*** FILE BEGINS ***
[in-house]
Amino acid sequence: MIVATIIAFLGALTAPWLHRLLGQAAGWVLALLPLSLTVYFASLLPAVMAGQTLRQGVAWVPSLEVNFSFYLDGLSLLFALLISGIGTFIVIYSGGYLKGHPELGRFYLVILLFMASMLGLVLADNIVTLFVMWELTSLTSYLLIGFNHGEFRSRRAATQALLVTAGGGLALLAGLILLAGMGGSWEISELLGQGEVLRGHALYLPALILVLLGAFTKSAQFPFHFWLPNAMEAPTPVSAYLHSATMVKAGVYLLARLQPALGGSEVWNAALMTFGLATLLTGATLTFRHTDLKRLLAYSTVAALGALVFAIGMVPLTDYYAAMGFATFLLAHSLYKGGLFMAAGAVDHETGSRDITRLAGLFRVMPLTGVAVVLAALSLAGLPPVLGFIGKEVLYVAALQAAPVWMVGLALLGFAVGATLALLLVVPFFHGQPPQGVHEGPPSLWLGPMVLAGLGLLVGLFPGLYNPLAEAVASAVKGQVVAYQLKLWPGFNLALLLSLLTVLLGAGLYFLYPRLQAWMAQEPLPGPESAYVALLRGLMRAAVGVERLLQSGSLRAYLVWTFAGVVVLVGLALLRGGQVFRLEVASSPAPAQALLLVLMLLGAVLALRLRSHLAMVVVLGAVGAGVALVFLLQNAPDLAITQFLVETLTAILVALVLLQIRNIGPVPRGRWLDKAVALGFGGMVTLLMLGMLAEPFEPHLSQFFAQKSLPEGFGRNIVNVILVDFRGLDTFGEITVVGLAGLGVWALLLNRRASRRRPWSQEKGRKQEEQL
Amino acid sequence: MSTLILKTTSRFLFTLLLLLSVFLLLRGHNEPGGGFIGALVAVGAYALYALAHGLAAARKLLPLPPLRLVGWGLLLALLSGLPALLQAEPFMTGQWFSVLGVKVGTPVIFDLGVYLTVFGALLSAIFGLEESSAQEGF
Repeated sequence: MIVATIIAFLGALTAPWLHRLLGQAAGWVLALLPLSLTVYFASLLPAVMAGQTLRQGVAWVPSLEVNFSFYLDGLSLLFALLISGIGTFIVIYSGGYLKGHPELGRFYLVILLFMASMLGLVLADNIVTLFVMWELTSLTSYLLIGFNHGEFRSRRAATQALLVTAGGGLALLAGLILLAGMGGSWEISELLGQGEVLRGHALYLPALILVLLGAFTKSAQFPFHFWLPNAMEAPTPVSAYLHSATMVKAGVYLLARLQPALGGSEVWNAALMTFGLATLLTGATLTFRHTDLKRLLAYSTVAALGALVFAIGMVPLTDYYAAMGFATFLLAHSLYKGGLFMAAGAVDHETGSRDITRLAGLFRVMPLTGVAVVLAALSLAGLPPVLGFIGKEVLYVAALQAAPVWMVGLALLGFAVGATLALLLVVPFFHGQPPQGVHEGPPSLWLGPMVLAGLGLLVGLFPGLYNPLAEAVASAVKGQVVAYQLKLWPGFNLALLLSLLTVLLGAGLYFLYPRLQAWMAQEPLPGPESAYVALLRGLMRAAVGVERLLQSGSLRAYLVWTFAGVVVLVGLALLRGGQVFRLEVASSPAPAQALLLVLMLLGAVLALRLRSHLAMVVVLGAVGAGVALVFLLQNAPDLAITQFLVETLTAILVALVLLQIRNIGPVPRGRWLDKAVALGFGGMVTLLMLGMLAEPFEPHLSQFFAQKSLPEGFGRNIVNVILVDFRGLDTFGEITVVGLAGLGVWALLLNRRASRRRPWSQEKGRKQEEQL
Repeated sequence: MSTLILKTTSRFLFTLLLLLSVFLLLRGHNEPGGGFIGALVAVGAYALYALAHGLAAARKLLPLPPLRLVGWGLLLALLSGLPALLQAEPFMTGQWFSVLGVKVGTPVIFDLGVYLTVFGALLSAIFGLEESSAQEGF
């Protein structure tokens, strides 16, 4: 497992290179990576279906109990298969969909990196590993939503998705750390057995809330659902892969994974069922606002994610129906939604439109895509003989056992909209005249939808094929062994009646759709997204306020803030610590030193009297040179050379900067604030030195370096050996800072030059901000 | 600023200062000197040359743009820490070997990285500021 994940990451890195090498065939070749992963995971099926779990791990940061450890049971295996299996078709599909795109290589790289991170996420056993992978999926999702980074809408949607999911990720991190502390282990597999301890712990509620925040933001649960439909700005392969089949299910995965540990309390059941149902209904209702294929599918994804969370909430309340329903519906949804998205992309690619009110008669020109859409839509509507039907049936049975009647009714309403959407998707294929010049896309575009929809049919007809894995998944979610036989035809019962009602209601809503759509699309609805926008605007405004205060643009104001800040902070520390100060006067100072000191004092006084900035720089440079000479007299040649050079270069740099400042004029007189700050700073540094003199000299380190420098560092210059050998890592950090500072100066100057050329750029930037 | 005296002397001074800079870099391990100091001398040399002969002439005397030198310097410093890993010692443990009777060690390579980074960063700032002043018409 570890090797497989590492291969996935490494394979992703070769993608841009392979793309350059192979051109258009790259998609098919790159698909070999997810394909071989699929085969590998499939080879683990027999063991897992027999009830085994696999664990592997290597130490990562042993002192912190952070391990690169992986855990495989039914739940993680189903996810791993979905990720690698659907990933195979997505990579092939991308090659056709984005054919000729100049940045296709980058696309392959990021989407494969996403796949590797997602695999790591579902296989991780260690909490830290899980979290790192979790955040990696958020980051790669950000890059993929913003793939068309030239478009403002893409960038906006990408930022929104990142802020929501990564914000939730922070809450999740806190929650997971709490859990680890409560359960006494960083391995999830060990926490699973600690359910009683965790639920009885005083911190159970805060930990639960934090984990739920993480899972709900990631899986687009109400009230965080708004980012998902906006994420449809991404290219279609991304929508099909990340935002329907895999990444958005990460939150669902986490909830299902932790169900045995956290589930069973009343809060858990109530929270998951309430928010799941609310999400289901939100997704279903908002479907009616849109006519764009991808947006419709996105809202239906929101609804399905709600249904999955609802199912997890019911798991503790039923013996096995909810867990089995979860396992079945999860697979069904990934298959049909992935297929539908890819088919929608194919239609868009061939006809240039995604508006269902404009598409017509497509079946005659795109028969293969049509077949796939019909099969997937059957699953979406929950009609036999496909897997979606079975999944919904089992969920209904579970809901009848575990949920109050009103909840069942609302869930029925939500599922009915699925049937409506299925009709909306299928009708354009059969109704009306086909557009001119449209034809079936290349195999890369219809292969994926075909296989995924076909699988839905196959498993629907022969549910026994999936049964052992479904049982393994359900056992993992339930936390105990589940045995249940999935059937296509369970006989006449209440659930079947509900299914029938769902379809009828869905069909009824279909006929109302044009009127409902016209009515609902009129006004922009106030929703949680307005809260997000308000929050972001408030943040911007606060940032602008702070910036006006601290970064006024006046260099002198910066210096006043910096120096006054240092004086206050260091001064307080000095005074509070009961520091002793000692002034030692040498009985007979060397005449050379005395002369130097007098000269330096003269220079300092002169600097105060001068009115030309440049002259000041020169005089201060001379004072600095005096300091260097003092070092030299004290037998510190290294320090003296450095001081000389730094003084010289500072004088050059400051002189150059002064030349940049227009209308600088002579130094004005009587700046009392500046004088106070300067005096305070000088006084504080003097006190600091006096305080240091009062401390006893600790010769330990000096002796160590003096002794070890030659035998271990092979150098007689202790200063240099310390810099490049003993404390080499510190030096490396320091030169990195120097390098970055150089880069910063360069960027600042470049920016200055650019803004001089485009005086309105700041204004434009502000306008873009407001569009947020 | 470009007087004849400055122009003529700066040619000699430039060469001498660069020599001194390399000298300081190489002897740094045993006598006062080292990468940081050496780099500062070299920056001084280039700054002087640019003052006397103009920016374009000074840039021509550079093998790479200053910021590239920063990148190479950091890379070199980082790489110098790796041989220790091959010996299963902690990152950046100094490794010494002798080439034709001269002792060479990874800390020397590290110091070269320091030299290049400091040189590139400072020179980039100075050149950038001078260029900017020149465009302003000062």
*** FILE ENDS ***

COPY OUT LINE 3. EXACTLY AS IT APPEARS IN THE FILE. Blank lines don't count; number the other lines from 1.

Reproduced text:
Amino acid sequence: MSTLILKTTSRFLFTLLLLLSVFLLLRGHNEPGGGFIGALVAVGAYALYALAHGLAAARKLLPLPPLRLVGWGLLLALLSGLPALLQAEPFMTGQWFSVLGVKVGTPVIFDLGVYLTVFGALLSAIFGLEESSAQEGF